Dr. Alexander Maclaren, the prince of expositors : " Let me say in the plainest, simplest, strongest way I can, that the dwelling of Christ in the believing heart is to be regarded as being a plain, literal fact. . . . It is not to be weakened down into any notion of participation in His like-ness, following His example or the like. A dead Plato may so influence his followers, but that is not how a living Christ influences His disciples. . . . This indwelling may be a per- manent and unbroken one. . . . Oh ! what a contrast to that idea of a perpetual unbroken inhabitation of Jesus in our spirit and to our consciousness is presented by our ordinary life ! We might with unbroken blessedness possess Him in our hearts, and instead we have only visits short and far between. God means and wishes that Christ may continuously dwell in our hearts. Does He to your own consciousness dwell in yours ? "

2. The Challenge Of This Verse
A Decision
I used to think that the blue mountains were something big. I remember standing at the scenic lookout and wondering. I hate heights, getting on a step ladder gives me the willies, and the Three sisters lookout or the scenic railway at Katoomba.. wow that was too much. Until I went to Colorado. Now those are mountains. They start at 5000’ and they grow up another 14,000’ That’s 19,000’ or 6000 metres. . The blue mountains at 3000’ 1000 metres for you folk under 40, are tiny little hills by comparison.

You need to make a decision. Will you accept the righteousness by faith the God offers in Jesus Christ, a perfect righteousness, accounted to you for free? Or will you stick with your own righteousness, decrepit and faulty as it is?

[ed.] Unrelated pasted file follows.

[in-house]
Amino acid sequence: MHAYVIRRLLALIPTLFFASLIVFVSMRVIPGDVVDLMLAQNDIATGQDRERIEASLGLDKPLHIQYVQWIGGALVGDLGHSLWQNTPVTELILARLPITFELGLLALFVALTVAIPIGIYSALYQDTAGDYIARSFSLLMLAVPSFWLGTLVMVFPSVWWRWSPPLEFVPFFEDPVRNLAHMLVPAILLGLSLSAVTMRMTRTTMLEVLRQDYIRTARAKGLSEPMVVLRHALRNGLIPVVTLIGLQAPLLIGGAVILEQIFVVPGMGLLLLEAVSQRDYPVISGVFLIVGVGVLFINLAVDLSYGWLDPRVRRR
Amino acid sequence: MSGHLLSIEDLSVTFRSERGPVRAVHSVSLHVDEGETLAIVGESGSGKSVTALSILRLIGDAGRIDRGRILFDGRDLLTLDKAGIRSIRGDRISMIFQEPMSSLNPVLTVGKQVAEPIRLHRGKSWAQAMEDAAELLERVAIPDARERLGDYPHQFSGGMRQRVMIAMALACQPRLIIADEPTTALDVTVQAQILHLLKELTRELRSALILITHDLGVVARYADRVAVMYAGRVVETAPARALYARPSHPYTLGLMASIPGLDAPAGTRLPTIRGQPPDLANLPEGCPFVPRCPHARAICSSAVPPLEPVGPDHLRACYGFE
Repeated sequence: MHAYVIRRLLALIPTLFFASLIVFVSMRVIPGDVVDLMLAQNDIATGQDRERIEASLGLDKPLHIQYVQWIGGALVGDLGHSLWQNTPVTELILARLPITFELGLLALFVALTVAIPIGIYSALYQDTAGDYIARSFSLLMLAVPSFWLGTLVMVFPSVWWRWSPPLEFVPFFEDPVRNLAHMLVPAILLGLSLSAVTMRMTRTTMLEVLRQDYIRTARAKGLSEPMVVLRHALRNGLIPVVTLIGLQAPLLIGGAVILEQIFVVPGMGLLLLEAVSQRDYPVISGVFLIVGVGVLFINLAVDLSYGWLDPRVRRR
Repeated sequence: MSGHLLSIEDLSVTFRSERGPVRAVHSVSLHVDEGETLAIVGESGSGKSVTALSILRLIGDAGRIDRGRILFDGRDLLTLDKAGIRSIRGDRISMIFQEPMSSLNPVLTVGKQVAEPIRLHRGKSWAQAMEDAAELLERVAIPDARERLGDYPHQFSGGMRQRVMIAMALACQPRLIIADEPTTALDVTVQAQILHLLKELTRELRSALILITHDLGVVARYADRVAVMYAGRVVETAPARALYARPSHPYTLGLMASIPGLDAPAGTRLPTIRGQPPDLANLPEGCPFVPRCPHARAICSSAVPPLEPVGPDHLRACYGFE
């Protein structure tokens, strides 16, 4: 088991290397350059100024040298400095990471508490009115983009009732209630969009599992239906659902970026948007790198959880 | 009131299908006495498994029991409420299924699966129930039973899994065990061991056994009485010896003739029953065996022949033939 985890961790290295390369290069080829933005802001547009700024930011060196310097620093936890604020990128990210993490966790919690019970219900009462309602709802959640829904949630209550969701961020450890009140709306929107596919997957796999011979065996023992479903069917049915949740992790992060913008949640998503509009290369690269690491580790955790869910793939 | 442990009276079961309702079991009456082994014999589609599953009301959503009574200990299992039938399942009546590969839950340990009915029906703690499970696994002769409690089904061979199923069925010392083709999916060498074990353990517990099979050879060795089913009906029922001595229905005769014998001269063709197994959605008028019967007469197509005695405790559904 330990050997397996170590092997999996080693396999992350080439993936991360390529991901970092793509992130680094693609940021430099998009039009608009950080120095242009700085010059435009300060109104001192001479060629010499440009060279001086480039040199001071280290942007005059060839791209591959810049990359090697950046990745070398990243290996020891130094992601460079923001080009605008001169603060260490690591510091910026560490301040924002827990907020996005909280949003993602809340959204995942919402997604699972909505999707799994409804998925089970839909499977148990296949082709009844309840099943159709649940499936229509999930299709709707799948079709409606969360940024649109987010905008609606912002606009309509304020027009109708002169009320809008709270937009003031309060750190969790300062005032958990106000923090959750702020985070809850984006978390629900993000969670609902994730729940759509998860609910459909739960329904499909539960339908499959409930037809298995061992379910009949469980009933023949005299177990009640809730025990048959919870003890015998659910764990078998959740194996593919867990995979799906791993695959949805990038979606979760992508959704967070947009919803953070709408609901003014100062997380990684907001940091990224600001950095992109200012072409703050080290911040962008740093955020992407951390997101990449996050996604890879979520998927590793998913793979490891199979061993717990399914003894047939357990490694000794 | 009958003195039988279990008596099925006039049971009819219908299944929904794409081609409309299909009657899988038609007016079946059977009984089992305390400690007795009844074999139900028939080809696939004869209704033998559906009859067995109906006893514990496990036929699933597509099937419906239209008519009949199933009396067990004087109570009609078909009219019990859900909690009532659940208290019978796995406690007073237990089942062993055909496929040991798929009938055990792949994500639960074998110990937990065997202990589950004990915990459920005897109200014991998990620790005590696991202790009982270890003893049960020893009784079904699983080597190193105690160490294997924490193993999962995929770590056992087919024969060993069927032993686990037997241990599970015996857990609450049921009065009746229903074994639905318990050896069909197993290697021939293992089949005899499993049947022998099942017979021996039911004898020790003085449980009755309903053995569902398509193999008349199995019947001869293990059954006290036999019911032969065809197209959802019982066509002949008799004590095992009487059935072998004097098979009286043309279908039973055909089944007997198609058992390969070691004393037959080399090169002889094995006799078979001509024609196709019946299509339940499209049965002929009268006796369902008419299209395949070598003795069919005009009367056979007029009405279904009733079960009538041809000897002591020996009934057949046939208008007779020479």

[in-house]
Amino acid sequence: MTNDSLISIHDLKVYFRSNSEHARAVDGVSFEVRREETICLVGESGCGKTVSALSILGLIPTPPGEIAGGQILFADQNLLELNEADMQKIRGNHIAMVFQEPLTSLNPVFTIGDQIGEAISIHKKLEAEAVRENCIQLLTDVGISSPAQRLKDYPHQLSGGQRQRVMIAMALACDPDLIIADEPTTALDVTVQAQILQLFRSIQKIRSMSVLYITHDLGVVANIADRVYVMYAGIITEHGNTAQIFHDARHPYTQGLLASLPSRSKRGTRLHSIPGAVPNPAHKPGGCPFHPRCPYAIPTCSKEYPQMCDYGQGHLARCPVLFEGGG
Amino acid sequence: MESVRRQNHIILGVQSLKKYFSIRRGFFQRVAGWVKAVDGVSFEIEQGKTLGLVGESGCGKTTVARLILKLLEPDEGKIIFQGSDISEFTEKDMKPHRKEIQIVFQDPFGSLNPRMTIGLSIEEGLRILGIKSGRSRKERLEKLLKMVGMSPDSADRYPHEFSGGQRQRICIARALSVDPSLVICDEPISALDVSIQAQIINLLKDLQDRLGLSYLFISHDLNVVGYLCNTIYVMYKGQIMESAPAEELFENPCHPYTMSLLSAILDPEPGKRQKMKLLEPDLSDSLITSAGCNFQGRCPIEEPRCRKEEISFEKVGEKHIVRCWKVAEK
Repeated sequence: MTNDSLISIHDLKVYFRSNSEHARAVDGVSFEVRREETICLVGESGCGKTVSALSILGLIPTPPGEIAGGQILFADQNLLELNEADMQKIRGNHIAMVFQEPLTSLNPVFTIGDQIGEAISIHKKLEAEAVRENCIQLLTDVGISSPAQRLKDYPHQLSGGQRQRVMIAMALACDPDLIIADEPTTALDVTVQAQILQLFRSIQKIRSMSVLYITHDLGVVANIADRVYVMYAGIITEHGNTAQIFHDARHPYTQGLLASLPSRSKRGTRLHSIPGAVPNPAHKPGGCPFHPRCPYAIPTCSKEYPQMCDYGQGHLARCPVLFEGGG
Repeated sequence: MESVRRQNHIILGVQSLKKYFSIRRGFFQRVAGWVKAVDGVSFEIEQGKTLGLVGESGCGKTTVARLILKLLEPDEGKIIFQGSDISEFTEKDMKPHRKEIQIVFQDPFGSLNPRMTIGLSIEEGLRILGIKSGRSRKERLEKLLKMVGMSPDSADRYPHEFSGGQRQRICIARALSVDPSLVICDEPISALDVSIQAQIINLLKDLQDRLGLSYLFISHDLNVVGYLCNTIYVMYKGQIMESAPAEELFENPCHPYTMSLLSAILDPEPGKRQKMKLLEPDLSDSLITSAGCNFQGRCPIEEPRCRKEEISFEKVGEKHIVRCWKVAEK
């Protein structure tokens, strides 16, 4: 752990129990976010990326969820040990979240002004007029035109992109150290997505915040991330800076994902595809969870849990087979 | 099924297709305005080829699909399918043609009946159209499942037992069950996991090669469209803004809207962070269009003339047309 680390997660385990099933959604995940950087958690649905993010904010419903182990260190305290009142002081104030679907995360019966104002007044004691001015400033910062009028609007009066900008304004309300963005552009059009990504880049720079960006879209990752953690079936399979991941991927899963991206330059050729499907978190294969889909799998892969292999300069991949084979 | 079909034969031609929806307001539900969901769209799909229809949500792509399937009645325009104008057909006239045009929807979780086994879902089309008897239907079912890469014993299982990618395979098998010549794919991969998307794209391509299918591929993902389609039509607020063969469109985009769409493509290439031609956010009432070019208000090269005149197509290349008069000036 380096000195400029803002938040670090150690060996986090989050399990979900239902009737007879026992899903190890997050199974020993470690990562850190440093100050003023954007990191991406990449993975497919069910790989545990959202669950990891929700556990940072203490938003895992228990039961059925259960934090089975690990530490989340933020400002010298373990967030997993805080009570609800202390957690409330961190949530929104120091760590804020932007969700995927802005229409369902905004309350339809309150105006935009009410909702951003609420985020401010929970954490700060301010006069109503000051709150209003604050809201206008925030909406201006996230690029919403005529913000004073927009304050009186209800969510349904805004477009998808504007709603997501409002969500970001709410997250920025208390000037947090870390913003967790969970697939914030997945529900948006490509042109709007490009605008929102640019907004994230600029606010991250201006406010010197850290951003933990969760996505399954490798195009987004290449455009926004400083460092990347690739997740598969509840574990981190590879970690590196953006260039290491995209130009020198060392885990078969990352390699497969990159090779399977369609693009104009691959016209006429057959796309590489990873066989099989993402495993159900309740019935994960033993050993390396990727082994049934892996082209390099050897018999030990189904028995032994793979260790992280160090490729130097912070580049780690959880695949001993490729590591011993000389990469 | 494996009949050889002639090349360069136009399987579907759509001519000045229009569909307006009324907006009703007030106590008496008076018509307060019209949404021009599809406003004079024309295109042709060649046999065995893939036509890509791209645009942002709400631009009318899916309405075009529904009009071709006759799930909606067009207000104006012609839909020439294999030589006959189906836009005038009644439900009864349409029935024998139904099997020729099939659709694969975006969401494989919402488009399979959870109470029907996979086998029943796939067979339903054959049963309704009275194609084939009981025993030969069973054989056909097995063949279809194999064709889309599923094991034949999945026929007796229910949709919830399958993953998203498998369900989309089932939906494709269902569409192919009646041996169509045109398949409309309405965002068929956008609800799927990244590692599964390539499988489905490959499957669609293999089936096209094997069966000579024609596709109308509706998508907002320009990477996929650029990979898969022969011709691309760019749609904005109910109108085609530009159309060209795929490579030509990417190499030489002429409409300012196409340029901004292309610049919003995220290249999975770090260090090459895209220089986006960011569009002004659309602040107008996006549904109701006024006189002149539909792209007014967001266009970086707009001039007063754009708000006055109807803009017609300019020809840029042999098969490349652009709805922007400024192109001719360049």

No condemnation now I dread: Jesus, and all in Him is mine! Alive in Him, my living Head,
And clothed in righteousness divine, Bold I approach th' eternal throne, And claim the crown, through Christ my own.

Will you accept the indwelling Christ to empower your day by day living? Or will you stand with your own meagre New Year’s resolutions that wont cut it in the end, and will last you about as long as it takes to get home today?
Its your decision. What will you do about it?

A Dilemma
You see the bottom line is I am weak but He Is strong!
Romans 7:21 I find then a law, that, when I would do good, evil is present with me. 22 For I delight in the law of God after the inward man: 23 But I see another law in my members, warring against the law of my mind, and bringing me into captivity to the law of sin which is in my members. 24 O wretched man that I am! who shall deliver me from the body of this death? 25 I thank God through Jesus Christ our Lord.
I am weak because of my sinful nature. There are things I do I don’t want to do. They affect others. They affect me.
It’s a dilemma you don’t have to live with.

Some one wrote:
Once there lived another man within me,
Child of earth and slave of Satan he,
But I nailed him to the cross of Jesus
And that man is nothing now to me.
Now another man is living in me,
And I count his blessed life is mine.
I have died to all my own life,
I have risen to all his life divine.

A Dynamic
Col 1:27 To whom God would make known what is the riches of the glory of this mystery among the Gentiles; which is Christ in you, the hope of glory: